After Class

At Notre Dame, I had the opportunity to participate in both research and volunteer work. I also started an Economics club. All of these experiences helped me to develop leadership skills and the ability to work in a team, which are crucial if you are going to work in a medical team. Participating in jobs and activities after school are excellent ways to use your time in college to your advantage.

The Importance of Research

In my opinion, research is the most important activity to focus on outside of classes in undergraduate school. Many top-tier schools are looking for applicants with publications, or at least applicants with some demonstrated interest in and dedication to research. Just as important are the relationship you’ll make by doing research. You will get to know a few professors very well and this can be hugely beneficial when you’re looking for recommendations.

Lend a Helping Hand

No less important is focusing on volunteer work while you’re in college. Top med schools are looking to see that you are more than just a well-trained scientist. Medicine is about taking care of people, so they want to have some evidence that you are able to form a caring relationship with another person. This is best demonstrated through community service. And just as with research, doing some volunteer work can help you develop relationships that will be beneficial when you are looking for recommendations.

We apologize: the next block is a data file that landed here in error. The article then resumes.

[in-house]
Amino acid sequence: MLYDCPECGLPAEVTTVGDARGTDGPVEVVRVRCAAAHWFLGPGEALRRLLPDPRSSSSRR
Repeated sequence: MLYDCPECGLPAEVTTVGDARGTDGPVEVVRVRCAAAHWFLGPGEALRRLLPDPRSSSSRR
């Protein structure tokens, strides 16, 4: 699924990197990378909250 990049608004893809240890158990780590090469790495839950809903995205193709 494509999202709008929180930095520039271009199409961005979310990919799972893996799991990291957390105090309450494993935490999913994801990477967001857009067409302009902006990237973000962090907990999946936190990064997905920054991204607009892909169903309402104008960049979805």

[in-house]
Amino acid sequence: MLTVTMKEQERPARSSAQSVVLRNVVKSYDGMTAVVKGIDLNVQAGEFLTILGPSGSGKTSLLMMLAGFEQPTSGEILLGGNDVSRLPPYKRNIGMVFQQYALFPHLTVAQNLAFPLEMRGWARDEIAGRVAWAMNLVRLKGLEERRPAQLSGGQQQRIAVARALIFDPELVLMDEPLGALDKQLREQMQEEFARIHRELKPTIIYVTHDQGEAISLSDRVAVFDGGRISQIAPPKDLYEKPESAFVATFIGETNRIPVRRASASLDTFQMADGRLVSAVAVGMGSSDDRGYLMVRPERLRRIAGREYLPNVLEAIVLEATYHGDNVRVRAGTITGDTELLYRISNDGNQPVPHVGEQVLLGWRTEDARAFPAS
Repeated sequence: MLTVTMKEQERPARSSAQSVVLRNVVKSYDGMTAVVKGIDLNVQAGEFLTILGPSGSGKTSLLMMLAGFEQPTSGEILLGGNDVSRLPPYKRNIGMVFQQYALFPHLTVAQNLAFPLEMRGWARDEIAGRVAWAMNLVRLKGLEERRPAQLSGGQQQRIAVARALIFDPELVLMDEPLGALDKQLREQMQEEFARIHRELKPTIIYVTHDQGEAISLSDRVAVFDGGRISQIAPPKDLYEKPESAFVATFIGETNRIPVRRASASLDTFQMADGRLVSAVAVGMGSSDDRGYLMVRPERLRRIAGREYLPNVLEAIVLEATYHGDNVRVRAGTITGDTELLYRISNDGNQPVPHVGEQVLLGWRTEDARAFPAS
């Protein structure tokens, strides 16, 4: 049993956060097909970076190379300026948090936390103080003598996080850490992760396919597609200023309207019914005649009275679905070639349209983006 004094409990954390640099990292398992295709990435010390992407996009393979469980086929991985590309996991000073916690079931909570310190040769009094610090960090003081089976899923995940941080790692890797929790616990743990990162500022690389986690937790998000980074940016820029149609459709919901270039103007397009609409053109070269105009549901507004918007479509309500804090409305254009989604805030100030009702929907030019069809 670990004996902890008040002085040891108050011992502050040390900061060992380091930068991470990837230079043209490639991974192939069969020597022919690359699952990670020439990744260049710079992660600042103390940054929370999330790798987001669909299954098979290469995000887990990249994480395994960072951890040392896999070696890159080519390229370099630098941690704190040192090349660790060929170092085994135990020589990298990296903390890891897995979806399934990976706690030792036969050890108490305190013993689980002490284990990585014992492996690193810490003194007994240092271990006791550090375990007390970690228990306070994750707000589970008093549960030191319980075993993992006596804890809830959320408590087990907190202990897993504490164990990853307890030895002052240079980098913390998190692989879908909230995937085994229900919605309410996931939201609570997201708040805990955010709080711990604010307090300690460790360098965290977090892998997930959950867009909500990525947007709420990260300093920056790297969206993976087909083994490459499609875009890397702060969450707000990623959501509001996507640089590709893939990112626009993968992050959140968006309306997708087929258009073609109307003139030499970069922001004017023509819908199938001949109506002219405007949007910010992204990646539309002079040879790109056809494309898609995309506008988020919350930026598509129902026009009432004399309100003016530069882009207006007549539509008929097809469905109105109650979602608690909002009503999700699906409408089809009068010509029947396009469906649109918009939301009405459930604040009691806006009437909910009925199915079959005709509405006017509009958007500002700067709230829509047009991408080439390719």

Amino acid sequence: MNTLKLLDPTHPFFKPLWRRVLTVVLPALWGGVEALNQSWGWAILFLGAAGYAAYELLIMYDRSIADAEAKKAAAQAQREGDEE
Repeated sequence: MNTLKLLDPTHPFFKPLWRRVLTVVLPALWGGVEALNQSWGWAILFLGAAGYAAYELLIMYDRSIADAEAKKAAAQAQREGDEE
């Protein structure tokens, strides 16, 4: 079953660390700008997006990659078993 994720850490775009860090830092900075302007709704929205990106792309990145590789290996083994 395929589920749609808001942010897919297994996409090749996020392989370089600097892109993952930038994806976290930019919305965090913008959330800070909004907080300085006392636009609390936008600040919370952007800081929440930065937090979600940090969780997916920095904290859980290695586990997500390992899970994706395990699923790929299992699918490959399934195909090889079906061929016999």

There are many opportunities for volunteer work at most universities. At Notre Dame, I took the opportunity one summer to spend the summer living in a homeless shelter. At the shelter, I worked with 150 families. I lived with them, taught their children, and helped to ensure that everyone got to their medical appointments. It was an amazing experience, not only for boosting my resume, but for teaching me, first hand, the problems that many face in getting healthcare.

The Importance of Being a Leader

Much like undergraduate admissions, medical schools are looking for leadership abilities. They know that when you become a resident, you must lead a team of doctors on the medical floors and will need to have developed leadership skills. For example, I founded an economics club at Notre Dame. When I later applied to med school, I demonstrated how the leadership skills I possessed helped me to organize this new endeavor. Medical school are definitely looking for leaders so be sure to demonstrate your leadership in your application.

And On to Medical School

After college, I planned on going to medical school so I applied to schools across the country. I recommend applying to multiple schools, as there are many applicants and only a few available spots. Apply to your home state institutions, as some states must take a certain number of their own residents.

I ultimately decided on Case Western Reserve, where I enrolled in a joint MD/MBA program. I was able to complete it in four years but it took a lot of sleepless nights, long weekends, and all of my summers. After medical school I applied for internal medicine and was matched to Stanford.